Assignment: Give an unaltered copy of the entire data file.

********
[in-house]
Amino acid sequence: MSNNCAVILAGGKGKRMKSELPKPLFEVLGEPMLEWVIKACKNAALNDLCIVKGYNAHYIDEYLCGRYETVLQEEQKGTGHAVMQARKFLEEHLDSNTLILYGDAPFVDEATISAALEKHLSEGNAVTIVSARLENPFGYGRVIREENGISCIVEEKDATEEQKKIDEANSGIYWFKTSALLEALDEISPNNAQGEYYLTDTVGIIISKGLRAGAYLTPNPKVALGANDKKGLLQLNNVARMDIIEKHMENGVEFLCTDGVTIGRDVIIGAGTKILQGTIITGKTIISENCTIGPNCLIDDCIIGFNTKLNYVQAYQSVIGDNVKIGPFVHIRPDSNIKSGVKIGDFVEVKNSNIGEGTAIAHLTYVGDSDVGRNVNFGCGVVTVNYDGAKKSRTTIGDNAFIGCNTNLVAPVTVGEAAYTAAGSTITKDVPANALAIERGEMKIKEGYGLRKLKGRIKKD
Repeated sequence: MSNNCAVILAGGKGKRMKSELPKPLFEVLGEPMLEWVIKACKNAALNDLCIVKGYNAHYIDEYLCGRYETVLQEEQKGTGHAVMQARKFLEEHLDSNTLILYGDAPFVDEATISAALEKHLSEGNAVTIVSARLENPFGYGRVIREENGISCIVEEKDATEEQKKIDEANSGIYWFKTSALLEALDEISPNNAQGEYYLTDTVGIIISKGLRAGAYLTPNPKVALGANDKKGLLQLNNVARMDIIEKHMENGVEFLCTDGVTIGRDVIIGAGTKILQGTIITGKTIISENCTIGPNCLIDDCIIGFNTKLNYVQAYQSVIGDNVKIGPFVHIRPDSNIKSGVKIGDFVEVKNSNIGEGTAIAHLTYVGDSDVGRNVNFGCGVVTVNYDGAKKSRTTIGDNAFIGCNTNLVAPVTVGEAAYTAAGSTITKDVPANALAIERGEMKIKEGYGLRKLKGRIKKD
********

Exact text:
[in-house]
Amino acid sequence: MSNNCAVILAGGKGKRMKSELPKPLFEVLGEPMLEWVIKACKNAALNDLCIVKGYNAHYIDEYLCGRYETVLQEEQKGTGHAVMQARKFLEEHLDSNTLILYGDAPFVDEATISAALEKHLSEGNAVTIVSARLENPFGYGRVIREENGISCIVEEKDATEEQKKIDEANSGIYWFKTSALLEALDEISPNNAQGEYYLTDTVGIIISKGLRAGAYLTPNPKVALGANDKKGLLQLNNVARMDIIEKHMENGVEFLCTDGVTIGRDVIIGAGTKILQGTIITGKTIISENCTIGPNCLIDDCIIGFNTKLNYVQAYQSVIGDNVKIGPFVHIRPDSNIKSGVKIGDFVEVKNSNIGEGTAIAHLTYVGDSDVGRNVNFGCGVVTVNYDGAKKSRTTIGDNAFIGCNTNLVAPVTVGEAAYTAAGSTITKDVPANALAIERGEMKIKEGYGLRKLKGRIKKD
Repeated sequence: MSNNCAVILAGGKGKRMKSELPKPLFEVLGEPMLEWVIKACKNAALNDLCIVKGYNAHYIDEYLCGRYETVLQEEQKGTGHAVMQARKFLEEHLDSNTLILYGDAPFVDEATISAALEKHLSEGNAVTIVSARLENPFGYGRVIREENGISCIVEEKDATEEQKKIDEANSGIYWFKTSALLEALDEISPNNAQGEYYLTDTVGIIISKGLRAGAYLTPNPKVALGANDKKGLLQLNNVARMDIIEKHMENGVEFLCTDGVTIGRDVIIGAGTKILQGTIITGKTIISENCTIGPNCLIDDCIIGFNTKLNYVQAYQSVIGDNVKIGPFVHIRPDSNIKSGVKIGDFVEVKNSNIGEGTAIAHLTYVGDSDVGRNVNFGCGVVTVNYDGAKKSRTTIGDNAFIGCNTNLVAPVTVGEAAYTAAGSTITKDVPANALAIERGEMKIKEGYGLRKLKGRIKKD